Paso de Jama is an international high mountain pass at an elevation of 4.283m (14,051ft) above the sea level, located on the border between Chile and Argentina. It is the northernmost road border crossing between the two countries.
Where is Jama Pass?
Set high in the Andes, the pass links the city of Jujuy in Argentina with San Pedro de Atacama in Chile. It is used by truck traffic between northern Argentina and Paraguay and the ports of northern Chile. This pass is permanently enabled for all types of vehicles. It is open throughout the year, although occasionally closed by snow. This pass has close access to the landmark that links Chile, Bolivia, and Argentina, and about 160 kilometers (100 miles) from its border in Chile, after passing through sectors of the Los Flamencos National Reserve, is the town San Pedro de Atacama.
Is Jama Pass paved?
The road to the summit is fully paved. It’s called Route 27 (CH-27) in Chile and National Route 52 in Argentina. On the Chilean side, the road reaches an altitude of 4.832m (15,853ft), 100 km west of the border by Portezuelo Paranal. Most of the road from San Salvador de Jujuy to Jama, including the occasional down slopes, is uphill. The pass is located 349 kilometres from San Salvador de Jujuy. After crossing the pass there is still a trip of 160 kilometres till the Chilean town of San Pedro de Atacama. This last part is on a very firm road and downhill.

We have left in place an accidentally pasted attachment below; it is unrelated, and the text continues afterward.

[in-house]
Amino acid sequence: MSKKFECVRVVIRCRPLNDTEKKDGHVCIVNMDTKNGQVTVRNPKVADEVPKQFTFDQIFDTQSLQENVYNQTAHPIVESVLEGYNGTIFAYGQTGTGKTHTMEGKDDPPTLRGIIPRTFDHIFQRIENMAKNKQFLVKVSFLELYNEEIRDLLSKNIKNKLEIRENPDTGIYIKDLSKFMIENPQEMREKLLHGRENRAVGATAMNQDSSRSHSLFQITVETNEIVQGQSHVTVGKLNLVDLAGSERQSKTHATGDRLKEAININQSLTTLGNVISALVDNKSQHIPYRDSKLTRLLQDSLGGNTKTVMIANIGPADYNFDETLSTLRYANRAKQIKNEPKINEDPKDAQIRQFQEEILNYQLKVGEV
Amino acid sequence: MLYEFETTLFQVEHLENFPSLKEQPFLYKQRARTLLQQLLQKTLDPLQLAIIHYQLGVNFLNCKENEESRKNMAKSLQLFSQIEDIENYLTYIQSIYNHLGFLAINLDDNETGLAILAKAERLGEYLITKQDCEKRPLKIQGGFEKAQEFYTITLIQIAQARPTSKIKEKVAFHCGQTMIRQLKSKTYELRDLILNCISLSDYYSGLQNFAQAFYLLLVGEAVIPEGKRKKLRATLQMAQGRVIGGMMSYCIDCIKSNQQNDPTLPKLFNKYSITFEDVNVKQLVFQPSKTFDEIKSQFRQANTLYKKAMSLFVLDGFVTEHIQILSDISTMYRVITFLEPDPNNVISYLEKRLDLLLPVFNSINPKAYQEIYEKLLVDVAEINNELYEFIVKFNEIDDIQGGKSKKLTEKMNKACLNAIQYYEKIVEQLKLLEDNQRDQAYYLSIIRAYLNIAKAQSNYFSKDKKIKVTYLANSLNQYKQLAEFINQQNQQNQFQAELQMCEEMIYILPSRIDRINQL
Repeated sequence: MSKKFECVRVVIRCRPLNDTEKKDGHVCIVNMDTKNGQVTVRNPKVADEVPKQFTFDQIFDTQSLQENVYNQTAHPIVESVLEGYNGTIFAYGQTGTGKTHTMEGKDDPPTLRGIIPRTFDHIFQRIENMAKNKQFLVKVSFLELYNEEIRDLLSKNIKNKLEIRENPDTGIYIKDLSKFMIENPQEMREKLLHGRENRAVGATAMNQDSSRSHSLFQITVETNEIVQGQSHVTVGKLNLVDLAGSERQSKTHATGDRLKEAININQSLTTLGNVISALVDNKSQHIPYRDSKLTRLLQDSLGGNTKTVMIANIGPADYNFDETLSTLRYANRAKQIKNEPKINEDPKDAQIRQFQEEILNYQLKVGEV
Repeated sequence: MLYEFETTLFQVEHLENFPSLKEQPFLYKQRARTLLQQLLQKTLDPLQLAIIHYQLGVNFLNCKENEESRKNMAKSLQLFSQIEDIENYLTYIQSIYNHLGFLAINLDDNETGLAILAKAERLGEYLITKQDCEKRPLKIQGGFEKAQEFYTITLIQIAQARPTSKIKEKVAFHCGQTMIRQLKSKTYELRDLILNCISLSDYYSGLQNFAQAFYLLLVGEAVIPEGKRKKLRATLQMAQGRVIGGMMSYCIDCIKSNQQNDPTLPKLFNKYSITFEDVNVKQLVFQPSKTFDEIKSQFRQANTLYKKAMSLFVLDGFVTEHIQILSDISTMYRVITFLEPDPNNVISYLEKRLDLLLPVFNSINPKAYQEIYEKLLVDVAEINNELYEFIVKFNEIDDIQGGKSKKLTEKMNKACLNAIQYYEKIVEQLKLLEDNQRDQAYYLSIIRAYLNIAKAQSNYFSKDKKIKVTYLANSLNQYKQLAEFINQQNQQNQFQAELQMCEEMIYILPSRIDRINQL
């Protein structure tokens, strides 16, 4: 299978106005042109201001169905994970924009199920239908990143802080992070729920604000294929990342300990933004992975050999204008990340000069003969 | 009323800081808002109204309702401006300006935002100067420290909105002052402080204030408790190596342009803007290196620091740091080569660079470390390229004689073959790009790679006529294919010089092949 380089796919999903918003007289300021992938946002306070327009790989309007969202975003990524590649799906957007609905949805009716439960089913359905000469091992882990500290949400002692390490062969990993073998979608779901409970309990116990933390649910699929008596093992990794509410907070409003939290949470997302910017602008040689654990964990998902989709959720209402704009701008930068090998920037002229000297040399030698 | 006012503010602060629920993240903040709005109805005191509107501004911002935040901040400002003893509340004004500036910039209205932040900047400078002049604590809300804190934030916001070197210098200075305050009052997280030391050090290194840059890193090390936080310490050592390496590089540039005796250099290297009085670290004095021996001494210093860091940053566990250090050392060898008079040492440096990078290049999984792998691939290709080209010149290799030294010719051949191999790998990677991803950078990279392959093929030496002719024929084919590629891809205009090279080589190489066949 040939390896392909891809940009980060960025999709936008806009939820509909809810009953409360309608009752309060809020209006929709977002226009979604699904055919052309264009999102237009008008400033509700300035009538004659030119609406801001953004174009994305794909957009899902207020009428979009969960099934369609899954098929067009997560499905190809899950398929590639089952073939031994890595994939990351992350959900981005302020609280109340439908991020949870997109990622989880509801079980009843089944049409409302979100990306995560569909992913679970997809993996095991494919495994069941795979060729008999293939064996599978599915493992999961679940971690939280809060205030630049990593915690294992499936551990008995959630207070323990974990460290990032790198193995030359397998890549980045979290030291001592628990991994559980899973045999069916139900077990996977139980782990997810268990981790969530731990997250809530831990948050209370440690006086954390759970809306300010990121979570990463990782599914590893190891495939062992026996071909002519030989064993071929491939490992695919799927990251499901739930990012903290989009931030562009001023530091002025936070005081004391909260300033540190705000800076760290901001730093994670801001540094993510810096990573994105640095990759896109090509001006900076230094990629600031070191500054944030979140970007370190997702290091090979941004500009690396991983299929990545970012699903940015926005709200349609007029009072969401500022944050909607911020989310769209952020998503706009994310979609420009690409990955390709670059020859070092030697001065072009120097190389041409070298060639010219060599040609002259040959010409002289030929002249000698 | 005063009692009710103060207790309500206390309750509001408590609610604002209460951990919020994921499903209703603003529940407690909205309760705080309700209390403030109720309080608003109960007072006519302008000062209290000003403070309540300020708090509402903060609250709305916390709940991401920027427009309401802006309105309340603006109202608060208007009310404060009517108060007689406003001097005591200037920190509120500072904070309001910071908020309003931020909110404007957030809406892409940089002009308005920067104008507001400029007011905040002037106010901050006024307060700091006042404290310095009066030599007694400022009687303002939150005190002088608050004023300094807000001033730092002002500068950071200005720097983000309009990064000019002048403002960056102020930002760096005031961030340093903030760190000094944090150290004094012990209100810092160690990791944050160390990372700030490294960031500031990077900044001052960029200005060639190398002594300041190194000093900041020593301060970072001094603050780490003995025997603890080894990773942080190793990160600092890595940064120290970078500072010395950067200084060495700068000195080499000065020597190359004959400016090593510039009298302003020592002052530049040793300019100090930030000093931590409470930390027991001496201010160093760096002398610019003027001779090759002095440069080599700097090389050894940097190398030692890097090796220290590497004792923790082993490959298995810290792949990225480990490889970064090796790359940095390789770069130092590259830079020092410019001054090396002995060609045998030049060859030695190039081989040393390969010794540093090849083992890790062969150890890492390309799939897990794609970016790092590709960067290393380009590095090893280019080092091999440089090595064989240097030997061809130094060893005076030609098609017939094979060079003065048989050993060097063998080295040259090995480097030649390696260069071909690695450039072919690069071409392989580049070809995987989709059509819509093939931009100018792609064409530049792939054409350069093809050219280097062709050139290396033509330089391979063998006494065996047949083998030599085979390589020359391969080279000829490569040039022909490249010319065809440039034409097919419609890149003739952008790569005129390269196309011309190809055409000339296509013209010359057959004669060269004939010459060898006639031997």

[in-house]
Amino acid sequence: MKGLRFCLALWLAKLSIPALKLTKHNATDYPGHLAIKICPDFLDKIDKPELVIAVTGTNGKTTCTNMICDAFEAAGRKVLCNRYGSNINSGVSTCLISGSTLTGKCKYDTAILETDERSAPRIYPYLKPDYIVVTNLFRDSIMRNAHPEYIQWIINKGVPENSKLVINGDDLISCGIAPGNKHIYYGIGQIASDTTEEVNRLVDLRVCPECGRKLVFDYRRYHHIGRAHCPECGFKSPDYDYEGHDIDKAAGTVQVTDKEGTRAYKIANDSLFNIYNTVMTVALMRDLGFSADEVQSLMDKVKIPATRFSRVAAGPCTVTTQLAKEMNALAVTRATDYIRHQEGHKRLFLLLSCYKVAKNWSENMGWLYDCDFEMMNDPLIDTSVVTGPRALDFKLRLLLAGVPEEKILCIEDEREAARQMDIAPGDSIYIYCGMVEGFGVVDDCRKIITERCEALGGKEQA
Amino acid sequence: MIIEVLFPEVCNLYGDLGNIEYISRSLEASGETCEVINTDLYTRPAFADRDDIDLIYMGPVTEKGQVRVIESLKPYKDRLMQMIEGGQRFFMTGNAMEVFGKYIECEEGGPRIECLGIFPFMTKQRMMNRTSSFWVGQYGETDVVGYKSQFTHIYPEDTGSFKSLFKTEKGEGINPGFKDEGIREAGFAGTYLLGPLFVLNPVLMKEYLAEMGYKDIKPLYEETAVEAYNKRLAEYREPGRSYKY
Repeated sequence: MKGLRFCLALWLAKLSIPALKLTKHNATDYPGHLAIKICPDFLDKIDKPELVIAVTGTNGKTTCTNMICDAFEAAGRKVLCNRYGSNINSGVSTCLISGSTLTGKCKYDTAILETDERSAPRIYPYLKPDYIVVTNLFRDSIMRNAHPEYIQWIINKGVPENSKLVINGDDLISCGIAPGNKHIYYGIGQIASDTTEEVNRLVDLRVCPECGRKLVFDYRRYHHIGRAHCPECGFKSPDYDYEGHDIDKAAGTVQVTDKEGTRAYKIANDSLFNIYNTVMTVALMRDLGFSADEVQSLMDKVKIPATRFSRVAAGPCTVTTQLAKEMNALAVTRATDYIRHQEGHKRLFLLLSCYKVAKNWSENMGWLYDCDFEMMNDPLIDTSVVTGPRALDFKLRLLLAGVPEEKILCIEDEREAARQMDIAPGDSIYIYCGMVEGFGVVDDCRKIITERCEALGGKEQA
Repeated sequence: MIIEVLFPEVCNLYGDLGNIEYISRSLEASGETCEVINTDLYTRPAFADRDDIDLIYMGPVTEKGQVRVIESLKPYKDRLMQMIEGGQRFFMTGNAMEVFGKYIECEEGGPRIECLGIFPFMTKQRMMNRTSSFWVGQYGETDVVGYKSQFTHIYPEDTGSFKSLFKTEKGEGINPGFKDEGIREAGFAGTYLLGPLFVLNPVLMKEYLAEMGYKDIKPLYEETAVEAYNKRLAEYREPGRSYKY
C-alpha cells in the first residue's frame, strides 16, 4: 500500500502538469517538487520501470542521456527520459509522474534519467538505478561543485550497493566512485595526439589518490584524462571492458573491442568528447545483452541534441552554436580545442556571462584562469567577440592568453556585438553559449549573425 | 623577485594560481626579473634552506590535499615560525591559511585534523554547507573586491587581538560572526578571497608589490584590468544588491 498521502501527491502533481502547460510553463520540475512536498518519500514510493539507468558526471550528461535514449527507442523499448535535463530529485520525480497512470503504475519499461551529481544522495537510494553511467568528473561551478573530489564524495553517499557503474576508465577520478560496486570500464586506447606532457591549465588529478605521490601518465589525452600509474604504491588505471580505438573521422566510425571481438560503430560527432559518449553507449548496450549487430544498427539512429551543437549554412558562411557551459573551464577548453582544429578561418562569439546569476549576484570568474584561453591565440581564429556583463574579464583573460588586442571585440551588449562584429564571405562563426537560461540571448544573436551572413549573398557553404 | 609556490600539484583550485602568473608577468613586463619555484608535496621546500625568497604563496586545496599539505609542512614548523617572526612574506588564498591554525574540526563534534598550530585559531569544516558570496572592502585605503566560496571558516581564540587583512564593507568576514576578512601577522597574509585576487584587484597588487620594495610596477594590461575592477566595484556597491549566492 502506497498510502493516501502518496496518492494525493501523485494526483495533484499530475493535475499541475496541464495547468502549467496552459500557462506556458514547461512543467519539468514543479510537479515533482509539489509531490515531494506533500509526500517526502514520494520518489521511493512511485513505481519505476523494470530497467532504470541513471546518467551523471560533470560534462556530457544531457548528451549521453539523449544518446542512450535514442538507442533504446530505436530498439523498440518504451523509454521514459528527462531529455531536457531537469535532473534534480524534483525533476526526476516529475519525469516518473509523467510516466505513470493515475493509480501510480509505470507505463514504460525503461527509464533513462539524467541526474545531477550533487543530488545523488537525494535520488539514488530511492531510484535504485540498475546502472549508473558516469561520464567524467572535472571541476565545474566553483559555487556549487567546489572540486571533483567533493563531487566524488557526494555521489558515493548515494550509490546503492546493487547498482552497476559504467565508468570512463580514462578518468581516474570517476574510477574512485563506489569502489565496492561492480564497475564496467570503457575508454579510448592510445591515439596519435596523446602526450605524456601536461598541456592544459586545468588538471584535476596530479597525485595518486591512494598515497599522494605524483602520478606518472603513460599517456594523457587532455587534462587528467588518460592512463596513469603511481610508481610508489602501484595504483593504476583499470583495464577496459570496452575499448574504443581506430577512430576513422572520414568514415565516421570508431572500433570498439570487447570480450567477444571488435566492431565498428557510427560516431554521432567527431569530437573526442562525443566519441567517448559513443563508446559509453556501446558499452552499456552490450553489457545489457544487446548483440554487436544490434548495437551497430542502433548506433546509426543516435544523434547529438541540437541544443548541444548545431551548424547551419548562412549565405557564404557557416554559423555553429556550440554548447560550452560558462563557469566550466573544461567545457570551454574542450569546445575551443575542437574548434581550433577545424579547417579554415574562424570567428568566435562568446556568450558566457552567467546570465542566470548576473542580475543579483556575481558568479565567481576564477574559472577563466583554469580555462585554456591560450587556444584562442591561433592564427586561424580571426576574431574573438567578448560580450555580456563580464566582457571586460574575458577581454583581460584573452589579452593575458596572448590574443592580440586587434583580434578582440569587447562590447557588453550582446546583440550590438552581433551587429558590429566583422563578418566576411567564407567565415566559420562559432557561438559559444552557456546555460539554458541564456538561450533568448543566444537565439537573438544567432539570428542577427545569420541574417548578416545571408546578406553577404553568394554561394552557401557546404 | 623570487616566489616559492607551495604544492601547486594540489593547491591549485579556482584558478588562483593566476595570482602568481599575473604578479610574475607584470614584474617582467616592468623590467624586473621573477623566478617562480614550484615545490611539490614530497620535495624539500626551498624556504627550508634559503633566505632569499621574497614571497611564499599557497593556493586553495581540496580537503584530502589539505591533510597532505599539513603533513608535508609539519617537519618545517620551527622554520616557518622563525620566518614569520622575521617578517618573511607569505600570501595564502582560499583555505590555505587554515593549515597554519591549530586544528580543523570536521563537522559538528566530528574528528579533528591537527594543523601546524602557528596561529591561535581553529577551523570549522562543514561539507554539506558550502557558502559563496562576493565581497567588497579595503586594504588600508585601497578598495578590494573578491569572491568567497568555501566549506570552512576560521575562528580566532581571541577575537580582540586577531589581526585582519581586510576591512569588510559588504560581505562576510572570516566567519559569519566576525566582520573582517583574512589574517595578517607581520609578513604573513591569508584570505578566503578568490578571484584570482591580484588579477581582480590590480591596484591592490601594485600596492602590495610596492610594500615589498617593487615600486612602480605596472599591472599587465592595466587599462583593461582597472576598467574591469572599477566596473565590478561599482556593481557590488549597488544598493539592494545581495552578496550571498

When was built the road to Jama Pass?
The road was opened on 6 December 1991, and is paved throughout since the year of 2005. Daytime temperatures will reach up to 30 °C, while at night temperatures will tend to drop very low, even below freezing point in winter. There are often also b winds in the area. Remember that you will be crossing the Andes, travelling through a semi desert area with few people and will be travelling at an average height of 3000 m.a.s.l. Take along warm clothing to wear when necessary. To avoid feeling ill do not eat in excess before you go up into the high mountains.